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Ken's story: Coast to Coast 100-Mile

BaseCamper Ken Carl shared his experience at the 2023 Coast to Coast 100-Mile gravel race in Ludington, Michigan.

Demon sand, teammates, BaseCamp strong.

4:38am, before the alarm clock in a pre dawn glow with Saturn still bright in the sky. I must have been dreaming about the race, I can hear the gravel crunching under my bike tires...birdsong tumbles my thoughts. Too early to get up, too late to go back to sleep. So I go over my pre-ride checklist again.

Twenty-four months ago I stood on the second level of the podium in my age group at this race. Covid and a broken hip blocked my return until now. Doubt creates resistance, and resistance loves doubt. The gold of BaseCamp is the opportunity to defeat doubt and break through resistance. Every FTP test, every early morning and late afternoon of grinding watts is a battle against doubt. As we grow stronger, the hold of doubt weakens. Each day of training builds your confidence to subdue resistance. The act of training is an act of defiance.

I love quotes. The most current mantra is, "You have a choice, you can be bitter or be better."

I say loudly YES to better. This race was wonderfully of better.

Races, rides, family gatherings, car repairs, and life do not always go as intended. How we adapt to the moment creates the outcome.

Kathy Watts, my amazing coach, and I had discussed the race plan. Control opening effort, establish myself in a good group, and trust the BaseCamp strength I had built. For the first hour, I was 100% on plan. Then the "demon" sand played its first hand. Tall grass, double track with hidden sand holes. I was riding with my Vision Quest team. Five of us, plus at least 15 other racers. Halfway into the sand double track, I saw the billow of dirt in the air followed by yelling and that gut-pulling crunching of bikes and grunts of bodies. I ended up high side in the tall grass. Adrenaline rush, vision spinning. No injury. Missing bike computer. Disconnection thoughts. Had to pee. Found the computer. Bike check, self check, 10 minutes evaporated. My team long gone. Get back in the game, get back in the race. Remember, anything can happen in 100 miles and usually does. Moving again. Power low, heart rate high. Keep moving, BaseCamp breathing, in good, blowing out stale adrenaline. Rolling.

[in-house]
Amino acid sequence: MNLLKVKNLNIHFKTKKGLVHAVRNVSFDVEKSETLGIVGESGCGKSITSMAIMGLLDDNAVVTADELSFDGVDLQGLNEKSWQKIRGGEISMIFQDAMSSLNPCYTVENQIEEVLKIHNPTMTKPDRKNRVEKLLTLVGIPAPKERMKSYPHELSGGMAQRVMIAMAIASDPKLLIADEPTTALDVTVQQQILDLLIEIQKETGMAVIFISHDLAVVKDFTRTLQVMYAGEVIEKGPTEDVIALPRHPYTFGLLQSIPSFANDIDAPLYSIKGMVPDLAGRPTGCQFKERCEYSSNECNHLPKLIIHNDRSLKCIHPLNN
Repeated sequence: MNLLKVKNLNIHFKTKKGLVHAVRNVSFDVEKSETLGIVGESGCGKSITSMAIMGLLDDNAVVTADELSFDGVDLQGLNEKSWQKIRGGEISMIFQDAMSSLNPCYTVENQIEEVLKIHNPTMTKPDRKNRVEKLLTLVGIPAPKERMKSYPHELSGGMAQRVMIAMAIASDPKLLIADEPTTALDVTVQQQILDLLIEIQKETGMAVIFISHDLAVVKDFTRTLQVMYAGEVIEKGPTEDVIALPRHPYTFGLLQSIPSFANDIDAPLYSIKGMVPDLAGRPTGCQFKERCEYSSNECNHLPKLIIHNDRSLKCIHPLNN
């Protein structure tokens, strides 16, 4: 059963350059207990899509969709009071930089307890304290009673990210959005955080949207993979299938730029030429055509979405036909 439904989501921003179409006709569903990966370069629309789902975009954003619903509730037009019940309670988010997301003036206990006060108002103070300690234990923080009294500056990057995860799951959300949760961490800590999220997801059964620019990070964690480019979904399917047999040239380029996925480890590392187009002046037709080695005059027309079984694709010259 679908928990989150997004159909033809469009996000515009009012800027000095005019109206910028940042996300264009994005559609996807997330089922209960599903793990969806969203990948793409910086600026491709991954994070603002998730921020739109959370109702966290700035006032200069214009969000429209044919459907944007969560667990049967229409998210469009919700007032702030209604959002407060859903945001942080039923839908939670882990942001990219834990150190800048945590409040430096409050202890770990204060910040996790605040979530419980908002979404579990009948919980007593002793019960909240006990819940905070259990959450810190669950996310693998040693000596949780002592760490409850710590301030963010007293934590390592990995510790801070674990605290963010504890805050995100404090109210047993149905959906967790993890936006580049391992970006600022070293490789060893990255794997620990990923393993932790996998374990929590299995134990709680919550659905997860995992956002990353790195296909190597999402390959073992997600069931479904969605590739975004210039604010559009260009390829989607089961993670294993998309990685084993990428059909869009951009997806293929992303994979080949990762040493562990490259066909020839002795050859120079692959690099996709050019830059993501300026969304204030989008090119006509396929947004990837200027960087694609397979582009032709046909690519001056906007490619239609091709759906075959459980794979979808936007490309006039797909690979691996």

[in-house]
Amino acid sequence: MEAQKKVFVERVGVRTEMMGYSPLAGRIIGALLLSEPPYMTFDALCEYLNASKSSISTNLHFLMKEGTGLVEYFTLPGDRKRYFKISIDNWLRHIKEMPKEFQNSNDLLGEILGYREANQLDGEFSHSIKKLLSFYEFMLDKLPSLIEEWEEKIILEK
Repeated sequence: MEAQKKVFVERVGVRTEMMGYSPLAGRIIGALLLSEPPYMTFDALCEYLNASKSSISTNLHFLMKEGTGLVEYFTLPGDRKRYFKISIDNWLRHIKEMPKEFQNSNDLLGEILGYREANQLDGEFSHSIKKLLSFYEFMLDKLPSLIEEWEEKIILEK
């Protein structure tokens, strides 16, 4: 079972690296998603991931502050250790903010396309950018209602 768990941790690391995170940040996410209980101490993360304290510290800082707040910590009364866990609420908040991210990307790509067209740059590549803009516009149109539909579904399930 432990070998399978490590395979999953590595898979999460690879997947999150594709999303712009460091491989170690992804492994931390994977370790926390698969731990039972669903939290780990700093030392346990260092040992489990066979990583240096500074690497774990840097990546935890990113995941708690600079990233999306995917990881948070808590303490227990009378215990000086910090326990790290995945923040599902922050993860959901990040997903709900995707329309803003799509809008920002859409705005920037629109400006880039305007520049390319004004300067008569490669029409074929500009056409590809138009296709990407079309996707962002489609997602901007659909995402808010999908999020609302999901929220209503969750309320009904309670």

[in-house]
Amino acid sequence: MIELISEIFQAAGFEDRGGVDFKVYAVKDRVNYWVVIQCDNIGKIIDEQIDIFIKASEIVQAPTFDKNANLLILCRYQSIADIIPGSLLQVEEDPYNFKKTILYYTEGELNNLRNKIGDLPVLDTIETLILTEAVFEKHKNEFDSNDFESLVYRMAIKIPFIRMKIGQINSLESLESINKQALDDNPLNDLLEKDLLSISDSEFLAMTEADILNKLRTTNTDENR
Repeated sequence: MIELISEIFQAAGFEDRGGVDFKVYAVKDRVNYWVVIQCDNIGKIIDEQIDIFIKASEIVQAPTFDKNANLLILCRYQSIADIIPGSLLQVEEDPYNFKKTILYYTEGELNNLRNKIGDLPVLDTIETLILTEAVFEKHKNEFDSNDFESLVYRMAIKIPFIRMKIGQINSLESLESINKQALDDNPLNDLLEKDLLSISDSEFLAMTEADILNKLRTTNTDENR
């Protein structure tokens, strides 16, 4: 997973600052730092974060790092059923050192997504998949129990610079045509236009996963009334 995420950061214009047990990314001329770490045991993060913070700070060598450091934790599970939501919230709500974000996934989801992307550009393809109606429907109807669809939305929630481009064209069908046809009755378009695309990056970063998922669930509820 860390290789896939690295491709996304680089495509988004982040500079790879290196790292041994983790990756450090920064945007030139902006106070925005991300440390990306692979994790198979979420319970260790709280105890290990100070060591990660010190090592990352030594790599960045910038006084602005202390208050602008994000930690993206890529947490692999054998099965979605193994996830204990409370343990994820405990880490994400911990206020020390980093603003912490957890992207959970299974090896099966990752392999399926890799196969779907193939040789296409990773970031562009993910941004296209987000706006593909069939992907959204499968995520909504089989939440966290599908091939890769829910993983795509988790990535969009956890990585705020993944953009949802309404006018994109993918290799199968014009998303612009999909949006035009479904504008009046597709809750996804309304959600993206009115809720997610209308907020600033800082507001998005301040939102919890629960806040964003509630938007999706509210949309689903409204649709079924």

Roy, a fellow master age teammate, caught up to me. He pulled me until my head cleared and was ready to go. We chased up to a small group and settled in. Then he told me he did not have the route. The C2C route is a bit tricky, and even with my crash we were still in the top 70+ riders. There were fewer wheels to follow. We made an agreement. I would provide the route, and he would do the heavy lifting. For the next seventy miles, we caught, dropped, and moved, up crossing the finish line hand in hand. Personal, team, and shared victory. The pure definition of what it means to be teammates and the true spirit of energy sharing.

Post-race discussion with Kathy brought clarity to how successful the day was. Beyond the obvious blessed return from injury and the raw ability to race (not just ride) 100+ miles, I was in the game. Kathy called me the "Comeback Kid," Loving that! Embracing that. Overall finished 57 out of 234. 5th in my age group. Power from beginning to end.

This race closes out the first half of my racing, big-ride season. RPI is bright on the horizon.


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